The last two lines of the poem (my father moved through dooms of love) e. e. cummings wrote after the death of his father at a railroad crossing might serve:

because my father lived his soul
love is the whole and more than all

Be interesting to see if your dad can place it immediately. Reading that poem has certainly made the ghost of my own depthlessly kind and loving father walk, at least.

Wikipedia tells us that one of cummings' first known poems was written at age six to his father:


Pretty damned promising.
posted by jamjam at 12:45 AM on June 19, 2010 [3 favorites]

From the concluding pages of Of Human Bondage by Somerset Maughm, and more a passage about family life than fathers, but as a father I find it inspirational:

He realised that he had deceived himself; it was no self sacrifice that had driven him to think of marrying, but the desire for a wife and a home and love; and now that it all seemed to slip through his fingers he was seized with despair. He wanted all that more than anything in the world. What did he care for Spain and its cities, Cordova, Toledo, Leon; what to him were the pagodas of Burmah and the lagoons of South Sea Islands? America was here and now. It seemed to him that all his life he had followed the ideals that other people, by their words or their writings, had instilled into him, and never the desires of his own heart. Always his course had been swayed by what he thought he should do and never by what he wanted with his whole soul to do. He put all that aside now with a gesture of impatience. He had lived always in the future, and the present always, always had slipped through his fingers. His ideals? He thought of his desire to make a design, intricate and beautiful, out of the myriad, meaningless facts of life: had he not seen also that the simplest pattern, that in which a man was born, worked, married, had children, and died, was likewise the most, perfect? It might be that to surrender to happiness was to accept defeat, but it was a defeat better than many victories.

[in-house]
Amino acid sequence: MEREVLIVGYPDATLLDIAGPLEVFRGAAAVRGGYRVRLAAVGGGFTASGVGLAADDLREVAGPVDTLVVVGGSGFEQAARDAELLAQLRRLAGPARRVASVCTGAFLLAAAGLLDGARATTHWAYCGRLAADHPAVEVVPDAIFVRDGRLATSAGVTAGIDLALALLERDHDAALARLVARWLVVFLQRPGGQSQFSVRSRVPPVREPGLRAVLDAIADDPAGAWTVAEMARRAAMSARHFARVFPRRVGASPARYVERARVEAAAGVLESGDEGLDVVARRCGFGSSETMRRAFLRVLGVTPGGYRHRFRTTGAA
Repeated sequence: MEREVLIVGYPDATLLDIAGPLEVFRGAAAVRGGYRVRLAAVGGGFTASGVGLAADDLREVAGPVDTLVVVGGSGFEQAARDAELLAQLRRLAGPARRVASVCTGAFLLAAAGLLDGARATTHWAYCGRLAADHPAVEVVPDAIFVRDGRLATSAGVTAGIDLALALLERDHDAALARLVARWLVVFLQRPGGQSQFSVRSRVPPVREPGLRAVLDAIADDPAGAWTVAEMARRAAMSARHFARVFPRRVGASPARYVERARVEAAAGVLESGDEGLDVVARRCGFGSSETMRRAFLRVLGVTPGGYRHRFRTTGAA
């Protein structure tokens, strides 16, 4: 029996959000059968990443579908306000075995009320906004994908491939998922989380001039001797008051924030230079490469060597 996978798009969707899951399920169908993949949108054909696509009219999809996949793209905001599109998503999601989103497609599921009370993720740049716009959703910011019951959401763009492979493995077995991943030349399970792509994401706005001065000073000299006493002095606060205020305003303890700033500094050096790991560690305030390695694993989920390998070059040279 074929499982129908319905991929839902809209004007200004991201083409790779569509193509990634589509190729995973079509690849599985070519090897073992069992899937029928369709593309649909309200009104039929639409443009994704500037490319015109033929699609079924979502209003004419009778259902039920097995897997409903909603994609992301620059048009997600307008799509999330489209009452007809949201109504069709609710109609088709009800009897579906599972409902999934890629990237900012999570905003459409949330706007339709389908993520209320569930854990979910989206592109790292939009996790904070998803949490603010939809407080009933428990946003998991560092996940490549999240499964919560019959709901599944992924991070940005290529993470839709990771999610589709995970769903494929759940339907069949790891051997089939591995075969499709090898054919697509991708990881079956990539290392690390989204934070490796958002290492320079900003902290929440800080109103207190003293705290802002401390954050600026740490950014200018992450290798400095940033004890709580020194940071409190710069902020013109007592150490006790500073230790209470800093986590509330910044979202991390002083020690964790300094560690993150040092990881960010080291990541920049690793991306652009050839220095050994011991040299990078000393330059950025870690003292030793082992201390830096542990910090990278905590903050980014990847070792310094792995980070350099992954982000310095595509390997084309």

posted by Edward L at 5:12 AM on June 19, 2010 [1 favorite]

I love this from the Iliad

[Hector] stretched his arms towards his child, but the boy cried and nestled in his nurse's bosom, scared at the sight of his father's armour, and at the horse-hair plume that nodded fiercely from his helmet. His father and mother laughed to see him, but Hector took the helmet from his head and laid it all gleaming upon the ground. Then he took his darling child, kissed him, and dandled him in his arms, praying over him the while to Jove and to all the gods. "Jove," he cried, "grant that this my child may be even as myself, chief among the Trojans; let him be not less excellent in strength, and let him rule Ilius with his might. Then may one say of him as he comes from battle, 'The son is far better than the father.'
posted by shothotbot at 7:10 AM on June 19, 2010

By the time a man realizes that maybe his father was right he usually has a son who thinks he's wrong. ~ Charles Wadsworth

To be a successful father...there's one absolute rule: when you have a kid, don't look at it for the first two years. ~ Ernest Hemingway

It doesn't matter who my father was; it matters who I remember he was. ~ Anne Sexton
posted by Oriole Adams at 9:50 AM on June 19, 2010

"The best portion of a good man's life: his little, nameless, unremembered acts of kindness and love." —Wordsworth

You could add something about the way you remember them and always will.
posted by Pamelayne at 10:31 AM on June 19, 2010 [1 favorite]